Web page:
[TCOHE] Labor Board Gives NYU Graduate Students Another Shot at Union Vote
The National Labor Relations Board this week reversed a regional director’s decision that had stymied efforts by graduate teaching and research assistants at New York University to vote on union representation.
Monday’s 2-to-1 decision does not give the graduate assistants the green light to engage in collective bargaining, but it does say that they deserve a full hearing on their request for a union vote. The regional director had rejected that request in June without a hearing, citing a 2004 decision by the national board that halted unionization of teaching assistants at private colleges on the grounds that they were students, not workers.
In this week’s ruling, the two commissioners writing the majority opinion, Craig Becker and Mark Gaston Pearce, also cite the 2004 decision, in a case involving Brown University, and say there are “compelling reasons” for reconsidering it.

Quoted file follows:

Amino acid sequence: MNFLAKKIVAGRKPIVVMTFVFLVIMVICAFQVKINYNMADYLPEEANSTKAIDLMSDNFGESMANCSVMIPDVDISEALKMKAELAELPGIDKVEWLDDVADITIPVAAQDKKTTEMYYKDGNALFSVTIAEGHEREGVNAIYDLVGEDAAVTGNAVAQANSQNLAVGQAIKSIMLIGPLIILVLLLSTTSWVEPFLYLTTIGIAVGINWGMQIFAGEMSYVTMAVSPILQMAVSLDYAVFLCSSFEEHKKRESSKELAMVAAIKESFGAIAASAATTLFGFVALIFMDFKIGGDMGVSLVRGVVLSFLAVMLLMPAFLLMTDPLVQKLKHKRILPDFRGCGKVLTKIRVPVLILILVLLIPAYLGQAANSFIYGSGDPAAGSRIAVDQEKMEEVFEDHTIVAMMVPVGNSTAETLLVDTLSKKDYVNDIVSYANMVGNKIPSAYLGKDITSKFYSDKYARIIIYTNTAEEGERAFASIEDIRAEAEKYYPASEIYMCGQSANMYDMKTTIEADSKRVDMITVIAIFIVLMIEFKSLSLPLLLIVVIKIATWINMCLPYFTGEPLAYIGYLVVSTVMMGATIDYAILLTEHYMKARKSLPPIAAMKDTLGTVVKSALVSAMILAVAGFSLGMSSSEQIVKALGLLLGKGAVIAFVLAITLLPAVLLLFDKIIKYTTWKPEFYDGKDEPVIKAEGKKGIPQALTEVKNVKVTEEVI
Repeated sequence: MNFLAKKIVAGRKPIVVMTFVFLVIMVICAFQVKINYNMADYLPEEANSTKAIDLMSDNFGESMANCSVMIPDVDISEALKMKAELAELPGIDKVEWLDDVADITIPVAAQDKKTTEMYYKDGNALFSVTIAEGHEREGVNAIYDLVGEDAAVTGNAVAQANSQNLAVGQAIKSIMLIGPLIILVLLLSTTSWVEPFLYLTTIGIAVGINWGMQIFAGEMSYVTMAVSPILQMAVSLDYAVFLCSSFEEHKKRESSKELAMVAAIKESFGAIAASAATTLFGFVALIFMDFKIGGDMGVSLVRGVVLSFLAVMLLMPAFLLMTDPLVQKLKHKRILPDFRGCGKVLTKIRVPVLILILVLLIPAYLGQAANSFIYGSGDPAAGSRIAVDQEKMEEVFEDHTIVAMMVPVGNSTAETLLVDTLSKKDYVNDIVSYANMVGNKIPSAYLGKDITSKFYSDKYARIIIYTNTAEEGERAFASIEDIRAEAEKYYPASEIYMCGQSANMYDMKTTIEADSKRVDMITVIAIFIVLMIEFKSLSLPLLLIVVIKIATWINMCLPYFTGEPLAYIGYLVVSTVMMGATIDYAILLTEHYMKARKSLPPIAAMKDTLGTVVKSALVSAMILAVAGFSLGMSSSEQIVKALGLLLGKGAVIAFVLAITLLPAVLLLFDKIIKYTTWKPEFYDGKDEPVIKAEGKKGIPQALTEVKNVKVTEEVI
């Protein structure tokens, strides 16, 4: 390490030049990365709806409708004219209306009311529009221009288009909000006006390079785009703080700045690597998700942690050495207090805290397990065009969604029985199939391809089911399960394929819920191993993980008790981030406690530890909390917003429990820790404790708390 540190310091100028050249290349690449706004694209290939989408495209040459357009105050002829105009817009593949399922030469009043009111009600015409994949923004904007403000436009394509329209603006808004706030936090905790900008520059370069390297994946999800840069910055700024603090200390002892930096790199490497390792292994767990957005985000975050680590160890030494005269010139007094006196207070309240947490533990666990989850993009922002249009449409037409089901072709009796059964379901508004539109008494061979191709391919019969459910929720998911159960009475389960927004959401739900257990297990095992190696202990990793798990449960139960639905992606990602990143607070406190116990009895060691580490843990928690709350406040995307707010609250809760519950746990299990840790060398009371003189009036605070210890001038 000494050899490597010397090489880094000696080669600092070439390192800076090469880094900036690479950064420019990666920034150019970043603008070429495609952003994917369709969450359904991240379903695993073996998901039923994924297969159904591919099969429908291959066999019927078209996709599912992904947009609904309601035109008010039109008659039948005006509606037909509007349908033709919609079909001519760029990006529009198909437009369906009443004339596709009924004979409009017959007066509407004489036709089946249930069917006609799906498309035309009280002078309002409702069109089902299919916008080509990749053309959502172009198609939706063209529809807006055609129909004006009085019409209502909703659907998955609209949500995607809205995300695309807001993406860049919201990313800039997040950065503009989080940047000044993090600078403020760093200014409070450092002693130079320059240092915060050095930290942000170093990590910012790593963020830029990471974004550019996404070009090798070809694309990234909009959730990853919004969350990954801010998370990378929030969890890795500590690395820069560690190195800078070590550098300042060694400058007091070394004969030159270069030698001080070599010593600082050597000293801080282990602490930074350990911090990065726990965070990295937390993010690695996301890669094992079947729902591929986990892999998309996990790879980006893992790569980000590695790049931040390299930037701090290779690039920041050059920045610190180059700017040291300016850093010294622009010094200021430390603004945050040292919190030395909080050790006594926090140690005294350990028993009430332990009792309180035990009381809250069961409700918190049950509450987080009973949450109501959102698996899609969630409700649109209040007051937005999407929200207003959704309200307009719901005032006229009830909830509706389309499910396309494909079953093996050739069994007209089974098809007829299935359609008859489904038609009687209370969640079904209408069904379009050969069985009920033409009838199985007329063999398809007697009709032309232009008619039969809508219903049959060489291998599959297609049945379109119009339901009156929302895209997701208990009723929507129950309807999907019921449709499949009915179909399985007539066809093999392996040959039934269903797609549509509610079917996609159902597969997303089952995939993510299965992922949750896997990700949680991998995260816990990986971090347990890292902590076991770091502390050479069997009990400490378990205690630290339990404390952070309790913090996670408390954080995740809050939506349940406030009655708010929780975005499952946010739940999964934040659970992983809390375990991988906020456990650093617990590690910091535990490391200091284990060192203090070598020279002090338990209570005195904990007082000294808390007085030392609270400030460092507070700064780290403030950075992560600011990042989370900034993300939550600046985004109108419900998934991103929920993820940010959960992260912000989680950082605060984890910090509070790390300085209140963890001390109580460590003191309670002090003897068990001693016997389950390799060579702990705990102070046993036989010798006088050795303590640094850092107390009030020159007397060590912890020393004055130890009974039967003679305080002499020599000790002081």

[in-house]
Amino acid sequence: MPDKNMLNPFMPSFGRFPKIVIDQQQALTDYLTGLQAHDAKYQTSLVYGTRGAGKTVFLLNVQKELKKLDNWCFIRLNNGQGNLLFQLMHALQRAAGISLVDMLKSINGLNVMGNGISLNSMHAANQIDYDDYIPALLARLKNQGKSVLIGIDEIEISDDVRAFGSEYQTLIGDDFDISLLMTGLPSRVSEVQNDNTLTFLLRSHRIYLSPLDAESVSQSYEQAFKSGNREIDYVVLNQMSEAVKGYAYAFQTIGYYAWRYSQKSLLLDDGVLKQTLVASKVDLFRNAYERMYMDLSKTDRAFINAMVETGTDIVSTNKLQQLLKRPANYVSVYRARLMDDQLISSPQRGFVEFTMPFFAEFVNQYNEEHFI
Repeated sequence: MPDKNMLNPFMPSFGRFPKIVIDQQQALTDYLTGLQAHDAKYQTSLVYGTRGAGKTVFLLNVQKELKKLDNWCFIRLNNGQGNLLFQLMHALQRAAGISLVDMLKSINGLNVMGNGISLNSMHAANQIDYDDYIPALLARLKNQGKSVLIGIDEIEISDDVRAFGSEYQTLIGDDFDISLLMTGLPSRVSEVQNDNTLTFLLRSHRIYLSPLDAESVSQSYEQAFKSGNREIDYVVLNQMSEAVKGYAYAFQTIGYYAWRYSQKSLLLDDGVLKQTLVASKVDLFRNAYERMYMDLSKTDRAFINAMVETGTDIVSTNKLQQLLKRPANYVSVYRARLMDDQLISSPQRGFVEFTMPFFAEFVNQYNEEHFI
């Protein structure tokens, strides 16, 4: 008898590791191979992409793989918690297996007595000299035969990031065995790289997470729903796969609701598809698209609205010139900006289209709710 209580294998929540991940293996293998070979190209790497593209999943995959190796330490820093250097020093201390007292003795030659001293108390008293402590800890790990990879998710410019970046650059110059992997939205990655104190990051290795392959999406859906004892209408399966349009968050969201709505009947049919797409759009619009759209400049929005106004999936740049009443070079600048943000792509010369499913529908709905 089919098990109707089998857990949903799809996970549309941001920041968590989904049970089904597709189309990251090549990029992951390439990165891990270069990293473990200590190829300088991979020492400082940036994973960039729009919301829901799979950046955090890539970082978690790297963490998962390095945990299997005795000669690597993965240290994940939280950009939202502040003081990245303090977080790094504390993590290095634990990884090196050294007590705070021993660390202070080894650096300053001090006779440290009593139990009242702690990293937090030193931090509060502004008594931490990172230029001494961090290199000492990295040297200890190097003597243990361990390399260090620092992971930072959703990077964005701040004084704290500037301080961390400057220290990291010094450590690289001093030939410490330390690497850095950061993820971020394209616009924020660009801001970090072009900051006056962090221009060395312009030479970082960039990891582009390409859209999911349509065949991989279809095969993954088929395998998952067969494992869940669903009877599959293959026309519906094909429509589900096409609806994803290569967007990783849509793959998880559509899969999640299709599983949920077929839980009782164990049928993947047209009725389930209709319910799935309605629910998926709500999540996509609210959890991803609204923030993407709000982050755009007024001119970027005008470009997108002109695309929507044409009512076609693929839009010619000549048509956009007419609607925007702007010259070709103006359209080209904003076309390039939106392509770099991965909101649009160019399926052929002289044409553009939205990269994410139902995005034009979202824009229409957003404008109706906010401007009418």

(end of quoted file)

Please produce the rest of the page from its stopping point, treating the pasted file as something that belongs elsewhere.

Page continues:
They also note that NYU has changed its relationship with graduate teaching assistants in recent years and now treats most as adjunct faculty members rather than students.
In 2001, NYU became the first private university in the country to recognize a graduate-employee union. That contract expired in 2005 and the university declined to renew it because of the NLRB’s 2004 decision against graduate-employee unions.
Graduate students at NYU have been fighting back, going on strike and pressuring the university to voluntarily recognize their union.
The American Federation of Teachers praised this week’s decision to reopen the door to possible bargaining rights for graduate students at private colleges.
Unionization supporters have been optimistic that the national board, as reconfigured under President Obama, would be friendlier to their cause.
The petition seeking a union-representation vote for NYU graduate assistants was filed by a local chapter of the United Automobile Workers. The case now goes back to the regional labor board’s director for a hearing.
Original publication can be found here, by Katherine Mangan.